Signs of improvement

Daniel says allyship is key to improving intersectionality in the professional context.

Black people and other people of colour should join forces with members of the LGBTQ+ community to discuss these topics, he adds. “People should not be afraid to get things wrong. Only through conversation and working together can we foster positive change.”

Jonathan Andrews, an associate at Reed Smith in London who is bisexual and autistic, believes intersectionality conversations are becoming more frequent.

However, he believes a greater focus on this area could be achieved, including through joint events between different groups or committees that seek to support diverse lawyers.

Though he has not experienced it personally, prejudice still exists, Andrews says. This can come from those within the LGBTQ+ community itself who may not be fully aware of the nature of autism and who do not necessarily agree with the concept of bisexuality.

“There is still a notion among some people that you should be somehow gay or straight,” he says. 

He adds that when he was applying for jobs he was conscious that both of these factors could have worked against him. However, he says there have been positives, such as the opportunity to engage in public speaking about his perspectives.

US and UK overview

According to Smyth at EIP, the UK IP profession is not known for its diversity, which in turn makes intersectionality harder to address.

Although the IP Out committee has a good representation of men and women, there are very few lawyers from other marginalised groups, such as BAME or disabled.

IP, Smyth notes, has always had a reputation for being fairly conservative. And to become a patent attorney in the UK, candidates must have a STEM degree – which brings its own diversity challenges.

Improving diversity within the profession must start from encouraging IP and law as a career path from school age, Daniel at Squire Patton Boggs says.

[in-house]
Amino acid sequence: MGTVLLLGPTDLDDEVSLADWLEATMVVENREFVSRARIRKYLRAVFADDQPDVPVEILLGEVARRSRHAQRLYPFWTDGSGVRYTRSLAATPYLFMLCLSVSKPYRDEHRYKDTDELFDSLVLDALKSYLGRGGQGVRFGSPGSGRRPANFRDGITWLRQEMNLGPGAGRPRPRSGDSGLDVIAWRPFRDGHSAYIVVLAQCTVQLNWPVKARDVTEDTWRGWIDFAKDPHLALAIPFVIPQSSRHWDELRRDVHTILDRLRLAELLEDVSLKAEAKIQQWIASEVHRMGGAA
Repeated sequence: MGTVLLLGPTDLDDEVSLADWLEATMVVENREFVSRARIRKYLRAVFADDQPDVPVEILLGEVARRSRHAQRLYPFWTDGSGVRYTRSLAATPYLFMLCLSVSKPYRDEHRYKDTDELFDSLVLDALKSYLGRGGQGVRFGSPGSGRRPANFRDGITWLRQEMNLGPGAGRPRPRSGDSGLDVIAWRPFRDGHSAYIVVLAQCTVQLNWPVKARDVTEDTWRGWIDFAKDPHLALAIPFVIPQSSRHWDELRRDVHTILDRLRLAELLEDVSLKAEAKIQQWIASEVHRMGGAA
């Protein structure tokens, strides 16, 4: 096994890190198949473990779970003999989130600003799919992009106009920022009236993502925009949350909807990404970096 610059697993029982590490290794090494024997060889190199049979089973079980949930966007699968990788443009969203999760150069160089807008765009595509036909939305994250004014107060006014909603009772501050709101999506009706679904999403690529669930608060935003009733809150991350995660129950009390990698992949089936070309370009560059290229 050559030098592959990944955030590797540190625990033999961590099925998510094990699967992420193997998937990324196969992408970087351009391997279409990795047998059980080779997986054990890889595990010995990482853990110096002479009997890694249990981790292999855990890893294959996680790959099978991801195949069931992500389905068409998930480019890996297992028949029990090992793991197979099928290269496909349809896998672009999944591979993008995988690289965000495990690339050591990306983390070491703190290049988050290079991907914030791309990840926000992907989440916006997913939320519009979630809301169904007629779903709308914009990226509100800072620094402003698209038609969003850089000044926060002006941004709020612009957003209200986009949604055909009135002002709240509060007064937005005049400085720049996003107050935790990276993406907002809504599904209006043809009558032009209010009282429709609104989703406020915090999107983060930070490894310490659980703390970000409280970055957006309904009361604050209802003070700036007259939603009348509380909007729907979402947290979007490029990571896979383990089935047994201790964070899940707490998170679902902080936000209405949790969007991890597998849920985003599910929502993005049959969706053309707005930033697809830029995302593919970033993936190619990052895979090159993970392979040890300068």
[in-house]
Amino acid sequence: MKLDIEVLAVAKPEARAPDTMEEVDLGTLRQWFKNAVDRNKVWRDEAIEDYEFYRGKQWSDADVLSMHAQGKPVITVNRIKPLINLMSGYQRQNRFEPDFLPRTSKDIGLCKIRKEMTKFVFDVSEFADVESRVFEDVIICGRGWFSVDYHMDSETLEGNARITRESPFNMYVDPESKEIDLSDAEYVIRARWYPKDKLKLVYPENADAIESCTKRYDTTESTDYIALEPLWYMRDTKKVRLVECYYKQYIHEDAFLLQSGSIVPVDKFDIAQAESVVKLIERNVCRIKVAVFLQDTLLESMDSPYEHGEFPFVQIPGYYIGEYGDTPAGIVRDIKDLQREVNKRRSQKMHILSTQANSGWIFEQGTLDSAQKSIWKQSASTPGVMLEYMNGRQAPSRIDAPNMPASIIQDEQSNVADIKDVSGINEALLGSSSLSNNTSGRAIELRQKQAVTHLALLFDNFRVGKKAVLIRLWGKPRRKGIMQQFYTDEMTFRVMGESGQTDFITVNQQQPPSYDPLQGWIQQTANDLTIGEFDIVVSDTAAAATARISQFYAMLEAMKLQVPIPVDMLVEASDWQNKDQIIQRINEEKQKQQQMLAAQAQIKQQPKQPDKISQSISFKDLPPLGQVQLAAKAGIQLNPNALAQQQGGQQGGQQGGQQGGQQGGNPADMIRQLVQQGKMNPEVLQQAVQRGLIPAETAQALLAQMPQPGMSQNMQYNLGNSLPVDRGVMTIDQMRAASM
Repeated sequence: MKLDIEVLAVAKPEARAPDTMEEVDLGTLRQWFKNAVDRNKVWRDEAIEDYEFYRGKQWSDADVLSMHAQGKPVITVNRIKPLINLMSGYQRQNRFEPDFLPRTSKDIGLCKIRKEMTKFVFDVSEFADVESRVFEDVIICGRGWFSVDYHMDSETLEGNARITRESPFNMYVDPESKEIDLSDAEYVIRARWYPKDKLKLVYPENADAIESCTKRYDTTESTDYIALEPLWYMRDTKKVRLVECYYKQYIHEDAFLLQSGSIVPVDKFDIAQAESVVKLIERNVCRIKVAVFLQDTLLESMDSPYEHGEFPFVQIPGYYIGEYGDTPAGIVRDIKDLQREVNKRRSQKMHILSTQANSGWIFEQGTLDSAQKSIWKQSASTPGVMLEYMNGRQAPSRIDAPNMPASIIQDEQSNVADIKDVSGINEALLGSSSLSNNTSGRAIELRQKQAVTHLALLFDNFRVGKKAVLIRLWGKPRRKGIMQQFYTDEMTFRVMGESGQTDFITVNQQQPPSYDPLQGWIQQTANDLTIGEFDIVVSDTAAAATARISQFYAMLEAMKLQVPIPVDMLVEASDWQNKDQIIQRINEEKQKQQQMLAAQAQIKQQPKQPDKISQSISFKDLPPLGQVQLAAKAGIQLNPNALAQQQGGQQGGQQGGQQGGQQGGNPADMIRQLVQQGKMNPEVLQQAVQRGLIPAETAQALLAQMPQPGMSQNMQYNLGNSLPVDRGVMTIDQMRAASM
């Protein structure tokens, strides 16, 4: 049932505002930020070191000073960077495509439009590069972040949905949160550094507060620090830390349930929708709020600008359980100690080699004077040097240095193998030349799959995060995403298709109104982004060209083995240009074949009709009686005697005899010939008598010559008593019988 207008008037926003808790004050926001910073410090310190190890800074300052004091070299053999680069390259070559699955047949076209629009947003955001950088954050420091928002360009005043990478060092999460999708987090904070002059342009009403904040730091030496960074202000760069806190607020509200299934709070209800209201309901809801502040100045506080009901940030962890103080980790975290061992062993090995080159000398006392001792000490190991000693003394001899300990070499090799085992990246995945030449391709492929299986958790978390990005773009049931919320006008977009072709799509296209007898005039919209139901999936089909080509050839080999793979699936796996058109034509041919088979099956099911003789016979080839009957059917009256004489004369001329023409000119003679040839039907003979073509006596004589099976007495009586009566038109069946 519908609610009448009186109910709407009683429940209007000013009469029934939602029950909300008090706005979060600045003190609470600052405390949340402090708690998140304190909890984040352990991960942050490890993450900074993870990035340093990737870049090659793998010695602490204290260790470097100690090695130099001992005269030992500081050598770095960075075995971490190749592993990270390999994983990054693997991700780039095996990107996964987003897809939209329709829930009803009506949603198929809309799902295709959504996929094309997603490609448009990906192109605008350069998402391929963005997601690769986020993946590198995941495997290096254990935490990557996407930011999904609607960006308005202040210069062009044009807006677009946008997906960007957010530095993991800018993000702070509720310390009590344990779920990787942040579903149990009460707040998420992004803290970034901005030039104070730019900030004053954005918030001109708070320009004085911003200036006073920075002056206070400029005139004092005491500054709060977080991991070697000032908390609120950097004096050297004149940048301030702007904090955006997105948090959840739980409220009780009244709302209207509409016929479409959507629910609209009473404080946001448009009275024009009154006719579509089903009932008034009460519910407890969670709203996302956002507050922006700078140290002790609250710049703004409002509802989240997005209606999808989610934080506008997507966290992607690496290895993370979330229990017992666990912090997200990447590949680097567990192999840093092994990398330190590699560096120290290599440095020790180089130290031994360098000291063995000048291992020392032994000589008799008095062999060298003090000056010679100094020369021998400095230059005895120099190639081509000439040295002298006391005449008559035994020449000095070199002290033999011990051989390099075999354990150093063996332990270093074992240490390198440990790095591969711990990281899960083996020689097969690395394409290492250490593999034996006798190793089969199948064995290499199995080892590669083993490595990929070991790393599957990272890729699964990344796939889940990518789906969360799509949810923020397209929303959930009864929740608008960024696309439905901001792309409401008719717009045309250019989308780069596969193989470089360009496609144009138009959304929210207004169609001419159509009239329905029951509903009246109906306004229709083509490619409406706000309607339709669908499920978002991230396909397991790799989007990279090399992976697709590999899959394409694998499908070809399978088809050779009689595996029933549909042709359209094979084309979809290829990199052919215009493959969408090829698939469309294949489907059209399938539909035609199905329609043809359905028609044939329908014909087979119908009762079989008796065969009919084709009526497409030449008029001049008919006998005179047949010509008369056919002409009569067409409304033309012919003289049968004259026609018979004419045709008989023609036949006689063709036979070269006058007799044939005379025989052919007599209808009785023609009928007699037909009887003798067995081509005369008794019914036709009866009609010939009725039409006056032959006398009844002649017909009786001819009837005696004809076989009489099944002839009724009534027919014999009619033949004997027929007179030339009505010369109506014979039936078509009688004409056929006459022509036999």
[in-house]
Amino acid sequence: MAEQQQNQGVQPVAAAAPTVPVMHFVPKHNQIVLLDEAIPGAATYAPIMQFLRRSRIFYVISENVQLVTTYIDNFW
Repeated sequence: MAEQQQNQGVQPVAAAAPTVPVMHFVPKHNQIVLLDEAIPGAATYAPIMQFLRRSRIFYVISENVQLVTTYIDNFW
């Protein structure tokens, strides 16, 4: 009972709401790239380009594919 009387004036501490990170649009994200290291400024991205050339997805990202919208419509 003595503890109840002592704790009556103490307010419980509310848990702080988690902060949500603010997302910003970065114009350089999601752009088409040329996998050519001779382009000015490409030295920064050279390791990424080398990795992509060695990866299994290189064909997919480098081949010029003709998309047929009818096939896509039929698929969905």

One source adds that there have been discussions about changing the entry requirements to take the US patent bar – as with the UK, applicants need a science or an engineering degree – in an attempt to improve the diversity of future candidates.

They point out that as well as hostility from within their own community, BAME LGBTQ+ people and those in other marginalised groups may not feel comfortable in a professional environment if there is little visibility of people who look like them on committees, within their place of work, or as inventors.

Joshua Simmons, partner at Kirkland & Ellis in New York, says intersectionality has a particular importance in the US, where there has been a heightened focus on race relations.

“As a white male, I recognise that I am afforded certain privileges that others in the LGBTQ+ community are not afforded. That is why it’s important to me that if the tide is turning, all boats are rising together.”

Simmons adds that the death of George Floyd in the US last year, which sparked protests among many BAME (and other) groups, reminded him of similar protests in the LGBTQ+ community.

“The pride march at its core is a protest. It is the LGBTQ+ community standing up and saying, ‘We are here, and won’t be ignored.’ We cannot ignore a similar fight happening in our sister communities – we need to support them.”